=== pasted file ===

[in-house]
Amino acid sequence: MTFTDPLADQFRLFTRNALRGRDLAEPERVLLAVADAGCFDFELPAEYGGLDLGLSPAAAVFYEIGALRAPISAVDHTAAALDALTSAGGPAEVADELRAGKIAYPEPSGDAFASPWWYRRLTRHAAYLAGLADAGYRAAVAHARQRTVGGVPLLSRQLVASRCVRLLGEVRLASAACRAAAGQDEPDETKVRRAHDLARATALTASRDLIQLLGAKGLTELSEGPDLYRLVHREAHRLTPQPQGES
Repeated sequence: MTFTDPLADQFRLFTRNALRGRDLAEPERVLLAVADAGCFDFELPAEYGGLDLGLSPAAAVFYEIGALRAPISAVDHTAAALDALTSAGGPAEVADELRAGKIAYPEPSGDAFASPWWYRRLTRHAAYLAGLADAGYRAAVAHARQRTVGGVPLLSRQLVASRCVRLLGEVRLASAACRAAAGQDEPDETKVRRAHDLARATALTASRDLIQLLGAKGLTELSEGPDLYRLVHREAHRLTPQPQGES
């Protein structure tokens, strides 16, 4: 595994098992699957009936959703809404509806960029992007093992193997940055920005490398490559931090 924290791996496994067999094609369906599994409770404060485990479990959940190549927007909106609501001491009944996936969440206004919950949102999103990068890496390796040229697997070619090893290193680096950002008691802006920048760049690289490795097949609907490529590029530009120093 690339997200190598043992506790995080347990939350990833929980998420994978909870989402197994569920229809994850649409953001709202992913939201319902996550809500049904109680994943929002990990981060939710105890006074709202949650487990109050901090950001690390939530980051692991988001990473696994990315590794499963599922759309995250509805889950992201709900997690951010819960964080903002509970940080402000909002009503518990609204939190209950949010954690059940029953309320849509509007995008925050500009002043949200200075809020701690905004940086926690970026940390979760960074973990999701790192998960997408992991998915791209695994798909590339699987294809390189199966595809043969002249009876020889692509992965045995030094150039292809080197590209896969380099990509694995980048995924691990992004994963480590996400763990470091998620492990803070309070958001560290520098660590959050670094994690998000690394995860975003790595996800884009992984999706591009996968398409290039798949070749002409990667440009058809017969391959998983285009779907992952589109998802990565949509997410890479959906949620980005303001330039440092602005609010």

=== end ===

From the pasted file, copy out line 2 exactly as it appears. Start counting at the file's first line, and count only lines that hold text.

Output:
Amino acid sequence: MTFTDPLADQFRLFTRNALRGRDLAEPERVLLAVADAGCFDFELPAEYGGLDLGLSPAAAVFYEIGALRAPISAVDHTAAALDALTSAGGPAEVADELRAGKIAYPEPSGDAFASPWWYRRLTRHAAYLAGLADAGYRAAVAHARQRTVGGVPLLSRQLVASRCVRLLGEVRLASAACRAAAGQDEPDETKVRRAHDLARATALTASRDLIQLLGAKGLTELSEGPDLYRLVHREAHRLTPQPQGES